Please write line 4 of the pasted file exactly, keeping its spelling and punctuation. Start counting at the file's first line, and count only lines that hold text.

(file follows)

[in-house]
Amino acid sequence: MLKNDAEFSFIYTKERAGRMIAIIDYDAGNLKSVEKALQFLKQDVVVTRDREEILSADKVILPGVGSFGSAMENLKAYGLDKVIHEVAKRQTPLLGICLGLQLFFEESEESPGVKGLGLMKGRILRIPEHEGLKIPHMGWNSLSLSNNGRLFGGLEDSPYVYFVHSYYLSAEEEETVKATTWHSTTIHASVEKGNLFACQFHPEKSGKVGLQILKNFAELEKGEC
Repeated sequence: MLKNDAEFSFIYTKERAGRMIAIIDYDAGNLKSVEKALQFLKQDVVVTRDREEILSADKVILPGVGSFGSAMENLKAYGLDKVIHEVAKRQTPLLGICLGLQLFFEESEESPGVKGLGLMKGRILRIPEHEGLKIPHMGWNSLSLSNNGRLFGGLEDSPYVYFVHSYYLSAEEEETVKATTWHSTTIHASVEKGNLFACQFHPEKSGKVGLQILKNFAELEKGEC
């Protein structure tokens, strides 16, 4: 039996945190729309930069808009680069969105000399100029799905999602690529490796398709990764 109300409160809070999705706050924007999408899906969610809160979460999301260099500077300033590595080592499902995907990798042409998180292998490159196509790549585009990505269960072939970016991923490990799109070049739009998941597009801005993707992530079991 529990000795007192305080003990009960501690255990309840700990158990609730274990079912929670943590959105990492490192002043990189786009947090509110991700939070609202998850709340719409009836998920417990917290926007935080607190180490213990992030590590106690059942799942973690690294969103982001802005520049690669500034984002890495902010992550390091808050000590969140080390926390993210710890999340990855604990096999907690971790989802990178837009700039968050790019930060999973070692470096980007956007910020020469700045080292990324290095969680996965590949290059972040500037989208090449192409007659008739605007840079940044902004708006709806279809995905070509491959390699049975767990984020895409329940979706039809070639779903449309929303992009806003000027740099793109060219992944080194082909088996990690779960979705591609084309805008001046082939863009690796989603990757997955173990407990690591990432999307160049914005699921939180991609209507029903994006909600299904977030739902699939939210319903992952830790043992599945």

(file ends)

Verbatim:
């Protein structure tokens, strides 16, 4: 039996945190729309930069808009680069969105000399100029799905999602690529490796398709990764 109300409160809070999705706050924007999408899906969610809160979460999301260099500077300033590595080592499902995907990798042409998180292998490159196509790549585009990505269960072939970016991923490990799109070049739009998941597009801005993707992530079991 529990000795007192305080003990009960501690255990309840700990158990609730274990079912929670943590959105990492490192002043990189786009947090509110991700939070609202998850709340719409009836998920417990917290926007935080607190180490213990992030590590106690059942799942973690690294969103982001802005520049690669500034984002890495902010992550390091808050000590969140080390926390993210710890999340990855604990096999907690971790989802990178837009700039968050790019930060999973070692470096980007956007910020020469700045080292990324290095969680996965590949290059972040500037989208090449192409007659008739605007840079940044902004708006709806279809995905070509491959390699049975767990984020895409329940979706039809070639779903449309929303992009806003000027740099793109060219992944080194082909088996990690779960979705591609084309805008001046082939863009690796989603990757997955173990407990690591990432999307160049914005699921939180991609209507029903994006909600299904977030739902699939939210319903992952830790043992599945």